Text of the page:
Radiation Exposure : putting some perspective

Recent radiation leak from a stolen radiation canister releasing up to 300mSV/hour of gamma radiation is worrying. How could such a radioactive canister be compromised, from being transported in a car, to being stolen? Had it not been found and the need to publicise the story due to possible dangerous radiation sickness to those in the vicinity, this news may not have surfaced.

The information below gives some perspective to the amount of radiation that has leaked from this canister.

Source : http://www.health.com/health/article/0,,20410979,00.html

We absorb radiation from a variety of sources. How much is too much? Experts say 3 mSv per year is probably OK for most of us; 20 mSv for those who must have medical tests.

CT scan, full body 10–12 mSv
CT scan, chest or pelvis 4–8 mSv
Natural background radiation (from sunlight, radon gas, etc.) from living in high-altitude cities (e.g., Denver, Salt Lake City) 6 mSv (per year)
Natural background radiation from living at sea level (e.g., Chicago) 3 mSv (per year)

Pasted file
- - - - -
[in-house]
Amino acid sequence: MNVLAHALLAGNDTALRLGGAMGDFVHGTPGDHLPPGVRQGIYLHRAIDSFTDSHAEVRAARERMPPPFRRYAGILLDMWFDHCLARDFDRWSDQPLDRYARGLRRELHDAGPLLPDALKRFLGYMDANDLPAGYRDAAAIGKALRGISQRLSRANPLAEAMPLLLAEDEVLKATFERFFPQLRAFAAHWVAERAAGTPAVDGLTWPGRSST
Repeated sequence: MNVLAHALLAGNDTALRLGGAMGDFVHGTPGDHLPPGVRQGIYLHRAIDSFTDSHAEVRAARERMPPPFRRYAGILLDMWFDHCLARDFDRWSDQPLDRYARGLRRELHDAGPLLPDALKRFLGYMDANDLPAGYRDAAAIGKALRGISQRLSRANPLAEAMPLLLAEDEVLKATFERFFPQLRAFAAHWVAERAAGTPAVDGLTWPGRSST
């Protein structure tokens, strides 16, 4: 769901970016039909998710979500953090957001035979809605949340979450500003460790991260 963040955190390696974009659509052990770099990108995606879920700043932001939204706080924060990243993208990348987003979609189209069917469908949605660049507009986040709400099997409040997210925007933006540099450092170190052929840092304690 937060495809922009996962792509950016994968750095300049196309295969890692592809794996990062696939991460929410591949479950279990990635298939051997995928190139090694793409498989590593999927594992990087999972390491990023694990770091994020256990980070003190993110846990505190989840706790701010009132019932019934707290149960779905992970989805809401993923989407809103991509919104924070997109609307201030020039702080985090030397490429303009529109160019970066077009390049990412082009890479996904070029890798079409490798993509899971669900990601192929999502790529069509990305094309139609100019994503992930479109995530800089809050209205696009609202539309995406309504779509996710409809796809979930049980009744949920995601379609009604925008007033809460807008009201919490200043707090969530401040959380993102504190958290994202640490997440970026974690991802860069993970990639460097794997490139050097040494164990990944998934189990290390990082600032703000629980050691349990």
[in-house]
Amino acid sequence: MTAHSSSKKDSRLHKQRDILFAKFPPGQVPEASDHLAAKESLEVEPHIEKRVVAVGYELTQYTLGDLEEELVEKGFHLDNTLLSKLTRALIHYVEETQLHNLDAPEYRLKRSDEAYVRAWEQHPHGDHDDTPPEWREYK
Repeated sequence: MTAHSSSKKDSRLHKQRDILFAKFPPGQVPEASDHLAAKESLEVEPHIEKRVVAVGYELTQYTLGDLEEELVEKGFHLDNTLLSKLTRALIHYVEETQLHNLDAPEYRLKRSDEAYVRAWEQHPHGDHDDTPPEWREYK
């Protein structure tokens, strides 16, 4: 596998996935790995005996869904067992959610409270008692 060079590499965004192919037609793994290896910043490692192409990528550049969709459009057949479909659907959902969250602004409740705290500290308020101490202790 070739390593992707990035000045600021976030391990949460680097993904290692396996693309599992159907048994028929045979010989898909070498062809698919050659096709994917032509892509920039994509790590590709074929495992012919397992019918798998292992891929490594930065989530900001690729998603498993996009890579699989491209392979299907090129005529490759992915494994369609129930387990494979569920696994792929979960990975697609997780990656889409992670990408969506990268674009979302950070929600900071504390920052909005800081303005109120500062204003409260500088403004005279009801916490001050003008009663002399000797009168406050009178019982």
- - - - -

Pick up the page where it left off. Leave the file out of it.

Mammogram 1–2 mSv
High-mileage frequent flying (100,000–450,000 miles per year) 1–6.7 mSv
X-ray of chest (or ankle to look for broken bones) 0.1–0.6 mSv
DEXA (bone-density) scan 0.01–0.05 mSv
Dental X-ray (bitewing) 0.02 mSv
Single airplane flight, coast-to-coast 0.01–0.03 mSv

Some of the possible effects of radiation.

Source : “Radiation Exposure and Contamination”. Merck Manuals. Retrieved 2 June 2013.

Of note 300 mSv / hour is equivalent to 0.3 Gray. So the duration of exposure is key to accumulating the amount of total radiation to the body.

Let’s hope that this is just an isolated incident.

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